EPA is approving a SIP revision submitted by the State of Ohio on February 14, 2006, and October 6, 2006, establishing a 7.8 psi RVP fuel requirement for gasoline distributed in the Cincinnati and Dayton 8-hour ozone nonattainment areas. This action is effective on May 31, 2007. EPA is approving Ohio's fuel requirement into the SIP because EPA has found that the requirement is necessary for Southwest Ohio to achieve the 8-hour NAAQS for ozone. EPA's approval is consistent with the boutique fuel provisions of section 211(c)(4)(C) enacted in EPAct.

EPA finds that there is good cause for this action to become effective by May 31, 2007. The May 31, 2007 effective date for this action is authorized under 5 U.S.C. 553(d)(3) which allows an effective date less than 30 days after publication “as otherwise provided by the agency for good cause found and published with the rule.” The purpose of the 30-day waiting period prescribed in 553(d) is to give affected parties a reasonable time to adjust their behavior and prepare before the final rule takes effect. Today's rule, approves Ohio's SIP revision requiring the use of 7.8 psi RVP gasoline in the Cincinnati and Dayton areas one year after EPA approval of the fuel waiver request under section 211(c)(4)(C) of the CAA. RVP control requirements are summer control programs that are generally implemented during the summer ozone season beginning on June 1. Making this rule effective before the beginning of the summer ozone season, will allow the regulated industry to avoid having to address multiple RVP requirements during the 2008 ozone season. In addition, as noted above, the regulated industry has had advance notice of this requirement, and the API has agreed to a settlement with provisions for the 7.8 psi RVP fuel in these areas twelve months following the approval of a fuel waiver by EPA. For these reasons, EPA finds good cause under 5 U.S.C. 553(d)(3) for this action to become effective on May 31, 2007.

IV. Statutory and Executive Order Reviews

Executive Order 12866: Regulatory Planning and Review

Under Executive Order 12866 (58 FR 51735, October 4, 1993), this action is not a “significant regulatory action” and, therefore, is not subject to review by the Office of Management and Budget.

Executive Order 13211: Actions Concerning Regulations That Significantly Affect Energy Supply, Distribution, or Use

Because it is not a “significant regulatory action” under Executive Order 12866 or a “significant regulatory action,” this action is also not subject to Executive Order 13211, (“Actions Concerning Regulations That Significantly Affect Energy Supply, Distribution, or Use” (66 FR 28355, May 22, 2001).

Regulatory Flexibility Act

This action merely approves state law as meeting Federal requirements and imposes no additional requirements beyond those imposed by state law. Accordingly, the Administrator certifies that this rule will not have a significant economic impact on a substantial number of small entities under the Regulatory Flexibility Act (5 U.S.C. 601 et seq.).

Unfunded Mandates Reform Act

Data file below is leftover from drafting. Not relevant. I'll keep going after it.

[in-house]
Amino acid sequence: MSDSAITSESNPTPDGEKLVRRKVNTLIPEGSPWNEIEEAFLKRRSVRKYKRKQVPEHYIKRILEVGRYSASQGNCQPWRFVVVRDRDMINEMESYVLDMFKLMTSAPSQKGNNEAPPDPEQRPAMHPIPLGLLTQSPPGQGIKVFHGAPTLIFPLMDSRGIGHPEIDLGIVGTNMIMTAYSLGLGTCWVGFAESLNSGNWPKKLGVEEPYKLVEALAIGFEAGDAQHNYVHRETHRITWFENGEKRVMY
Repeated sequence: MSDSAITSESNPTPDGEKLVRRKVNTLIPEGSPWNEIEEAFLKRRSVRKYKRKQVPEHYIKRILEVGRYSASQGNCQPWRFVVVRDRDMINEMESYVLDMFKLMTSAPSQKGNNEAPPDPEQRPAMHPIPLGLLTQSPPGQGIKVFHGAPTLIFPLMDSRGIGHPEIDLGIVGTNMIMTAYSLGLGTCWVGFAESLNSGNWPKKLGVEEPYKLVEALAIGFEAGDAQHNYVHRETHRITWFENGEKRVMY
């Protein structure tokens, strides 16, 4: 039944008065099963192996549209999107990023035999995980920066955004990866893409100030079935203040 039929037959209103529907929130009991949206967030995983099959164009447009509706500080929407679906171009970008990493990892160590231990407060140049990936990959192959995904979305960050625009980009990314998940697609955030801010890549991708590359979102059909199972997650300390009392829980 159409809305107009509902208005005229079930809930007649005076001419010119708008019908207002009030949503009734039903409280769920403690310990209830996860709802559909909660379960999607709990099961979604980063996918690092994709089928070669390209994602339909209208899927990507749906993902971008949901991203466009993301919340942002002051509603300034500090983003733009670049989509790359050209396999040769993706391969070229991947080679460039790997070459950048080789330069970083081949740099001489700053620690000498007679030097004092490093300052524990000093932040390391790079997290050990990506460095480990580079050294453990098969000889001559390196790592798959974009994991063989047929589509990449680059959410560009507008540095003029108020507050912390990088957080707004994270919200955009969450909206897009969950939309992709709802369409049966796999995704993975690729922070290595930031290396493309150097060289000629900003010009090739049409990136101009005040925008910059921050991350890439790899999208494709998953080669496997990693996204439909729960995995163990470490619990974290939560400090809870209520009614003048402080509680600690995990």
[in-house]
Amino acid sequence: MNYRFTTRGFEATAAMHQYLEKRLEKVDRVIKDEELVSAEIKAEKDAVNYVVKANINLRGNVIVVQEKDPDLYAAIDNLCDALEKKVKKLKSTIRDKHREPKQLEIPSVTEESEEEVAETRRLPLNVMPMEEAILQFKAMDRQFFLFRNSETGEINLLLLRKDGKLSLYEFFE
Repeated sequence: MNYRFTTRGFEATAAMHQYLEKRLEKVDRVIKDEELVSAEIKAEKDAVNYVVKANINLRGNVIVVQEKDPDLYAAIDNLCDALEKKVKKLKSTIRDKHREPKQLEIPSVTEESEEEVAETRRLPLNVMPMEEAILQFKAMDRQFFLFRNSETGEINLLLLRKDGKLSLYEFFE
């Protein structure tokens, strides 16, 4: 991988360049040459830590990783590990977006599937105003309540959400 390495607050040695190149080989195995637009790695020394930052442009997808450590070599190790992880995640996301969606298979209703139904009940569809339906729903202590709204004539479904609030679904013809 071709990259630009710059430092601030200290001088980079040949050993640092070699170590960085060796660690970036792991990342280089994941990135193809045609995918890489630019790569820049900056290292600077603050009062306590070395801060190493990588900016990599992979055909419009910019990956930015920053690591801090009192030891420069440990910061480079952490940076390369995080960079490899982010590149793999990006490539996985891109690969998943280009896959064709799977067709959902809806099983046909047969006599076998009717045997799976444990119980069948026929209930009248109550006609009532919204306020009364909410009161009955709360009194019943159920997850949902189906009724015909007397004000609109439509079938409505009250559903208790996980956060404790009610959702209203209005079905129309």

Because this rule approves pre-existing requirements under state law and does not impose any additional enforceable duty beyond that required by state law, it does not contain any unfunded mandate or significantly or uniquely affect small governments, as described in the Unfunded Mandates Reform Act of 1995 (Pub. L. 104-4).

Executive Order 13175: Consultation and Coordination With Indian Tribal Governments

This rule also does not have tribal implications because it will not have a substantial direct effect on one or more Indian tribes, on the relationship between the Federal Government and Indian tribes, or on the distribution of power and responsibilities between the Federal Government and Indian tribes, as specified by Executive Order 13175 (65 FR 67249, November 9, 2000).

Executive Order 13132: Federalism

This action also does not have Federalism implications because it does not have substantial direct effects on the states, on the relationship between the national government and the states, or on the distribution of power and responsibilities among the various levels of government, as specified in Executive Order 13132 (64 FR 43255, August 10, 1999). This action merely approves a state rule implementing a Federal standard, and does not alter the relationship or the distribution of power Start Printed Page 29273and responsibilities established in the Clean Air Act.

Executive Order 13045: Protection of Children From Environmental Health and Safety Risks

This rule also is not subject to Executive Order 13045 “Protection of Children from Environmental Health Risks and Safety Risks” (62 FR 19885, April 23, 1997), because it is not economically significant.

National Technology Transfer Advancement Act

In reviewing SIP submissions, EPA's role is to approve state choices, provided that they meet the criteria of the Clean Air Act. In this context, in the absence of a prior existing requirement for the state to use voluntary consensus standards (VCS), EPA has no authority to disapprove a SIP submission for failure to use VCS. It would thus be inconsistent with applicable law for EPA, when it reviews a SIP submission, to use VCS in place of a SIP submission that otherwise satisfies the provisions of the Clean Air Act. Thus, the requirements of section 12(d) of the National Technology Transfer and Advancement Act of 1995 (15 U.S.C. 272 note) do not apply.